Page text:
“Oh Henley, now you stop. We mustn’t allow your cousin to disrupt the apple cart.”
“Why not? It’s rather perfect, don’t you think? Still in the family and all.” Henley winked. “He has my blessing, and I dare say their union would get the blessing of any intelligent nobleman in the vicinity.” 
Henley bent down and kissed his mother’s forehead, then turned.
“But Henley, what about that woman? Aren’t you going to tell me about you and that gypsy woman?” 
Edith sat up in bed, anxious for her son to return to her bedside and fill her in on the happenings of the past week. She longed for details, not wanting to actually hear about her son’s sexual exploits, but to hear of Rosetta’s cunning, her drive. Surely it was Rosetta’s doing, luring her son into the forest and into her bed. Oh, Edith thought, when I’m fully armed with ammunition from Henley, that gypsy woman better watch her back.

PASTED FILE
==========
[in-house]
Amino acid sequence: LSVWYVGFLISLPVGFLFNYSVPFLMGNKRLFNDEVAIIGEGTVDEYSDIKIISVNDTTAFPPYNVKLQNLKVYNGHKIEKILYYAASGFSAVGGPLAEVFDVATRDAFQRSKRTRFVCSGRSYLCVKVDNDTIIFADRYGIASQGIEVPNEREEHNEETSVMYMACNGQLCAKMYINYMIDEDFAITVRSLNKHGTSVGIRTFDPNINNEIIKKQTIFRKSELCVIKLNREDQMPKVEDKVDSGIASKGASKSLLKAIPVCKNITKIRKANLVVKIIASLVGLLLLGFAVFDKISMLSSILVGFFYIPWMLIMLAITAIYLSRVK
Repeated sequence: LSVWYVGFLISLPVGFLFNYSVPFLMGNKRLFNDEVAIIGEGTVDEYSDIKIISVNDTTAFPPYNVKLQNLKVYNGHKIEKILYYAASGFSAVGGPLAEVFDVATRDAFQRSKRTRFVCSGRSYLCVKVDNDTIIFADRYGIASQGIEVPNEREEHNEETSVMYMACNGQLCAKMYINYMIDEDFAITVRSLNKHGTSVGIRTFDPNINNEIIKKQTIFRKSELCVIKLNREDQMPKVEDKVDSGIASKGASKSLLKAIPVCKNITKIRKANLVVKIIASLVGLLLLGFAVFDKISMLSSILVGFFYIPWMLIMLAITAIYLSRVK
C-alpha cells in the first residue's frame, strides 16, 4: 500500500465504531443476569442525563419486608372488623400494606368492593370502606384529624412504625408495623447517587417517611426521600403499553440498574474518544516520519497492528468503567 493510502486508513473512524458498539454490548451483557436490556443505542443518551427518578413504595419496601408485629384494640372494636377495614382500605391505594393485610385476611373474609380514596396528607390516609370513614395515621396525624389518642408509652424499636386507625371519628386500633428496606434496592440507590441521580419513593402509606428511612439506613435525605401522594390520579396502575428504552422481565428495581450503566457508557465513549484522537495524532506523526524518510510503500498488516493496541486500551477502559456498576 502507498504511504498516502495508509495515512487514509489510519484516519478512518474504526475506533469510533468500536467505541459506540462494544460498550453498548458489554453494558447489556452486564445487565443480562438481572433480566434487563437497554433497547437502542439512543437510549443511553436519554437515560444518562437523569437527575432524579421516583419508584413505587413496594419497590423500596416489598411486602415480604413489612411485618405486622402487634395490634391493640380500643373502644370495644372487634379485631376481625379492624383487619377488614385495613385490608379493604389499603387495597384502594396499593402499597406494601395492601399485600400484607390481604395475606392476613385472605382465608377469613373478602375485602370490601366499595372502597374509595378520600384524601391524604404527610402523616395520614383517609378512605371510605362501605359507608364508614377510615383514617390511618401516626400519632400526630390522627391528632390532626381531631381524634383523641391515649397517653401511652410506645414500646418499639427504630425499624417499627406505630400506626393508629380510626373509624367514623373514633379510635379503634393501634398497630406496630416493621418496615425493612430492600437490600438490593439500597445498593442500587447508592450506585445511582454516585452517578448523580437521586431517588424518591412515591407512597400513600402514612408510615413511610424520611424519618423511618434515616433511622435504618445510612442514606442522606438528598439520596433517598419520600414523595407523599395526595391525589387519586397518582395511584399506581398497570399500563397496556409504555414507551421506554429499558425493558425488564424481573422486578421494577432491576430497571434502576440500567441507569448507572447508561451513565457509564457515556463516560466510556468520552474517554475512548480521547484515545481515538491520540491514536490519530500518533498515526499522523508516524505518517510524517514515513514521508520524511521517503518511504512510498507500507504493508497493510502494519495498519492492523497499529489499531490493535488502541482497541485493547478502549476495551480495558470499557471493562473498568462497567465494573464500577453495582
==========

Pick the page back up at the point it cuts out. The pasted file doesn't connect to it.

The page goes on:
“So my dear boy,” she coaxed. “Come sit by your mother like you used to do, and tell me everything.” 
Henley was at the door now, but he didn’t hesitate for a minute.
“No, Mother, I won’t.” He walked out, quietly closing the door behind him.

...stay tuned...Chapter Ten will be posted next Tuesday, March 13th...

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Thank you, GB, King of collaboration!